Hastings qualifies for US Olympic Team

Lois Elfman | 7/7/2016, 11:52 a.m.
When Natasha Hastings woke up Monday morning, she finally exhaled.
Natasha Hastings Photo by Bill Moore

When Natasha Hastings woke up Monday morning, she finally exhaled. Sunday, Hastings, a graduate of A. Philip Randolph Campus High School in Harlem, earned a spot on the U.S. Olympic Team by finishing third in the women’s 400 meters at the U.S. Olympic track and field trials in Eugene, Ore.

“While it was a very awesome weekend, it was definitely stressful,” said Hastings, who was born in Brooklyn and grew up in Brooklyn and Queens. “It took a tremendous amount of focus.”

Nursing a hamstring injury sustained a few weeks ago, Hastings had to carefully pace herself but still not hold back in the first round and semifinal at the Olympic trials. Her experience helped her know what was necessary to get through the qualifying rounds.

“That allowed me to unleash in the final,” said Hastings. “I went into the final with the mindset that I couldn’t have any fear. I couldn’t run concerned about my hamstring giving out on me. … I’d rather be aggressive and it work than be conservative and it not work. I stuck to my usual race plan. I went out hard. The finish needs some work, but I was able to hold on and secure that final spot going to Rio.”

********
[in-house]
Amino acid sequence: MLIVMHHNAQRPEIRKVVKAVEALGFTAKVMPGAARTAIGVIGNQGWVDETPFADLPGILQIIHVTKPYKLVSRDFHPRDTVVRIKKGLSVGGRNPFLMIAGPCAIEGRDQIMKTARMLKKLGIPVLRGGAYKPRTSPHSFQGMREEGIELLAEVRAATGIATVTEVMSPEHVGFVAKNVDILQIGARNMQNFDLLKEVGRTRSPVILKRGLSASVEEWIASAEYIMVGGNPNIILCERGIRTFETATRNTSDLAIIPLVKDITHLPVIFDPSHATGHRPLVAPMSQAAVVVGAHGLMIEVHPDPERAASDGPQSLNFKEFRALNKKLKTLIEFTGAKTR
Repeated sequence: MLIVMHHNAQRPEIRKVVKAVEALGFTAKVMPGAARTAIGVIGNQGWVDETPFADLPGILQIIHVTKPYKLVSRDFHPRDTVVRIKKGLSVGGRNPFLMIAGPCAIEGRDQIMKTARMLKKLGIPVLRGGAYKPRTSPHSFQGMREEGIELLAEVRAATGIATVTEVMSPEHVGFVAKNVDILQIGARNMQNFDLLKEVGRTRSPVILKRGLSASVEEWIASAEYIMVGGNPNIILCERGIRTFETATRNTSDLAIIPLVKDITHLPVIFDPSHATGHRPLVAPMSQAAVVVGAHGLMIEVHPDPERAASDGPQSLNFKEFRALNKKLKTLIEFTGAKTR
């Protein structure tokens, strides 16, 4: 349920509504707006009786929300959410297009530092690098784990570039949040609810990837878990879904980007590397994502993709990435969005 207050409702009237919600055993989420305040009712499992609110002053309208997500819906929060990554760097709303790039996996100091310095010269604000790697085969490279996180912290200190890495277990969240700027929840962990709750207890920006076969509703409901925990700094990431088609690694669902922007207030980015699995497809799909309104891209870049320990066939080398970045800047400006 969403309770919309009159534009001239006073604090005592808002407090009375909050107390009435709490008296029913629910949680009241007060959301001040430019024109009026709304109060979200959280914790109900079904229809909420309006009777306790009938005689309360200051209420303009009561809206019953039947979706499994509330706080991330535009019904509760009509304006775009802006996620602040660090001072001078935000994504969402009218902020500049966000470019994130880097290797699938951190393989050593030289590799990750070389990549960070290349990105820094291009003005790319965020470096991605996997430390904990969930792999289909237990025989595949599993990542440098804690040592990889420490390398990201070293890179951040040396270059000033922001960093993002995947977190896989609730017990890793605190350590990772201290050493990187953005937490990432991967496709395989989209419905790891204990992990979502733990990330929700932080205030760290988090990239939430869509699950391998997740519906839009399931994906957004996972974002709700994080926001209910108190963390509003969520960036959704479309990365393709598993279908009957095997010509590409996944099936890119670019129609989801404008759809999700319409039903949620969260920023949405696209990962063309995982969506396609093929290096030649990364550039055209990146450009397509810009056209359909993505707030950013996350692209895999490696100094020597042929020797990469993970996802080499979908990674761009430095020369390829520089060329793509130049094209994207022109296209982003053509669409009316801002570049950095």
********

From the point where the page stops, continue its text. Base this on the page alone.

Hastings fell as she crossed the finish line and was laying on the ground waiting for the scoreboard to show the results. It was only a few seconds, but it seemed like an eternity. When she saw she was in, she rejoiced.

It’s a second Olympics for Hastings, who competed in the 4×400 relay in Beijing in 2008, but didn’t qualify for the 2012 Games in London. She seriously considered giving up competitive track but ultimately made a commitment to stay and give the sport her all.

“I think God has a plan and nothing before its time,” said Hastings, 29, who saw other longtime competitors fall short at the trials. “Knowing I’m one of those veterans … I have an appreciation for my success.”

After a couple of days of rest and rehab for the hamstring, Hastings will be back at training. Queens native Phyllis Francis finished second in the 400 meters and is also headed to Rio. Monday, Ajee Wilson of Neptune, N. J., secured a spot in the 800 meters. It is a first Olympics for Francis and Wilson.